Severe weather – like Hurricane Sandy last fall – is just one cause of power outages. A power outage can be caused by vehicle accidents or equipment failure. Regardless of the reason, this month – that is, National Preparedness Month – reminds everyone of the need to be prepared.
“There are many situations in our everyday lives that require us to know how to respond. Being prepared helps us react in a safer and smarter way,” said Diane Coffin, manager of Emergency Preparedness for PPL Electric Utilities. “This month, and all year long, we want all those who live and work in our service territory to know what to do when emergencies strike.”
Coffin said knowing what to do in various situations is important, be it a power outage caused by a severe storm, a house fire, vehicle accident, or some other unplanned event.
“Make this month the time you make up the family emergency plan you’ve been putting off or put together that storm kit you’ve been meaning to get to,” Coffin said. “Be prepared. It’s not just a motto for the Boy Scouts of America. It’s something that will serve us all well.”
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Remember batteries for your flashlight!
Preparing for a power outage
In the event of an incoming storm, you do have some notice and can take certain precautions. * The food in your refrigerator is generally good for about two hours without electric. In the event of a longer power outage, the American Red Cross suggests surrounding the food in the freezer and fridge with ice. A thermostat will also let you perform a quick quality check. * Keep a supply of water for drinking, bathing and cleaning. The standard recommendation is one gallon per person per day. A three day supply is suggested if evacuating. However, if sequestering in place, it suggested to have a two week supply on hand. * Make sure now before the power goes out that you have batteries for the radio and flashlight. Extra batteries are a good idea. * Keep some extra cash on hand. If the power is out, your bank may not be open and in addition, ATM machines will not be operating. * Power outages will also affect electric garage door openers and gates to gated communities. Be sure you know how to manually open the garage door and any gates. * Like the ATM machines, gas tanks may not work if there is no power. If you have some warning – like in a hurricane – top off your car’s tank.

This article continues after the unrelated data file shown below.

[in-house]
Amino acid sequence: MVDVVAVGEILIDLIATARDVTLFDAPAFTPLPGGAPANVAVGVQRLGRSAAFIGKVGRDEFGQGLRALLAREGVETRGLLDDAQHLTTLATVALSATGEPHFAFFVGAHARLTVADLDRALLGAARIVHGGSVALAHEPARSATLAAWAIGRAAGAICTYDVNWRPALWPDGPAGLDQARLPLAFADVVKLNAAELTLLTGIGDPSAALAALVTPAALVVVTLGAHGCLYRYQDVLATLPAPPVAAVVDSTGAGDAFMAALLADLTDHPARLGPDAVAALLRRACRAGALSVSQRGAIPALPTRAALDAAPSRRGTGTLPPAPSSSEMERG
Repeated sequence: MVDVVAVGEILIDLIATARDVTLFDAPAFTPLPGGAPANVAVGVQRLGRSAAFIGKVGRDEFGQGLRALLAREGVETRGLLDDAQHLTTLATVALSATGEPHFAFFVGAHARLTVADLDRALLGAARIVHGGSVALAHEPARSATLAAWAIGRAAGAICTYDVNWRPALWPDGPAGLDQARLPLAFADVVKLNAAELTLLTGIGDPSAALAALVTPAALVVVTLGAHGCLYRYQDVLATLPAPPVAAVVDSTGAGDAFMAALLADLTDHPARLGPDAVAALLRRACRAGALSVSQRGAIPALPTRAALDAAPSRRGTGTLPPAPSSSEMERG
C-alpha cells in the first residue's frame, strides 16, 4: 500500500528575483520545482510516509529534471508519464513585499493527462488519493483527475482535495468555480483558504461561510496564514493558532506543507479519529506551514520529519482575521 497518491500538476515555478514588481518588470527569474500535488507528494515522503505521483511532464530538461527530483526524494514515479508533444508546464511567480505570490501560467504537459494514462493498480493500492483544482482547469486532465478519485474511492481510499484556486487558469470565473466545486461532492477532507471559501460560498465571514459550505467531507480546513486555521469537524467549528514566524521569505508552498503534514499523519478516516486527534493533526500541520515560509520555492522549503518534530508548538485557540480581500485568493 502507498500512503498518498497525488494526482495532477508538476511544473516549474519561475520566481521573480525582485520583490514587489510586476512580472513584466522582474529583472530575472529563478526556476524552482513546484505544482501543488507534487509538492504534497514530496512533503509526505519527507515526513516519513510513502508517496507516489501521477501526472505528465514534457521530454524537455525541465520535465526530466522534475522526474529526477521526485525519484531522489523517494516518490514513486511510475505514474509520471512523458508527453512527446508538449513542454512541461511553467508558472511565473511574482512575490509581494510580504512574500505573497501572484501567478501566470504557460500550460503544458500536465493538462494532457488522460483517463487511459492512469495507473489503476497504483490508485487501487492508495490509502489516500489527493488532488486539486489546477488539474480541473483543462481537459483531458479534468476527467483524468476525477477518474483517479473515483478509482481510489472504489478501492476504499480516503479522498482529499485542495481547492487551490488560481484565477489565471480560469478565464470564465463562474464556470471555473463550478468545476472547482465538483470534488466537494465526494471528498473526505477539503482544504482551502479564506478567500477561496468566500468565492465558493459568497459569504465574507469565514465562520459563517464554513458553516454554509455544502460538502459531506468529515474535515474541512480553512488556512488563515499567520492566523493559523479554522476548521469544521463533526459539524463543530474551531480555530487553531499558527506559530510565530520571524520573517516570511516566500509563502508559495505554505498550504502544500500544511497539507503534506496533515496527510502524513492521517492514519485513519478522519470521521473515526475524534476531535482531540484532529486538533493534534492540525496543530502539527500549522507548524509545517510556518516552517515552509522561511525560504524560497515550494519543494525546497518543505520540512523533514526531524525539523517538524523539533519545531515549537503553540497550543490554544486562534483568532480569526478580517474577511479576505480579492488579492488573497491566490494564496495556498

Never run a generator inside.
During an outage:
Most preparedness tips are simply common sense. If the power goes out, use the food in the fridge before turning to the freezer. The more times you open the doors to either, the more cool air you will let out. According to the American Red Cross, an unopened fridge will keep foods cold for up to four hours; the freezer will keep food cold for up to 48 hours. * Unplug appliances, like computers and stereos, so that when the power does come back on, the appliances will not be affected and damaged by a sudden surge of electricity. * Turn off all appliances, but leave one light on so you can tell when power is restored. * Traffic signals will not be working. Travel only if necessary. * Never use a generator inside. Be prepared also that generators use a good deal of fuel. * If you are using emergency candles, be sure they are secure. Do not set the candle holder on the floor where a pet or child could knock it over.
Power outages can happen for many reasons.
Part of an emergency plan is recovery. Report any downed power lines to your utility company as well as your local emergency management. * Check the food in your fridge and the freezer, if the power has been out for an extended period of time. If you are not sure if the food is still good, throw it. It is always better to be safe than sorry. * Once the power does return, do not immediately plug everything in and turn everything on. The power may fluctuate for awhile or even go on and off a couple times before staying on for good. * Check your appliances. Take note of any that took damage from the power outage and surges. * Report any damages to appliances or to your home in general to your insurance company. Take photos of any damage. * Finally, once the dust settles, use the experience to reevaluate your emergency plans.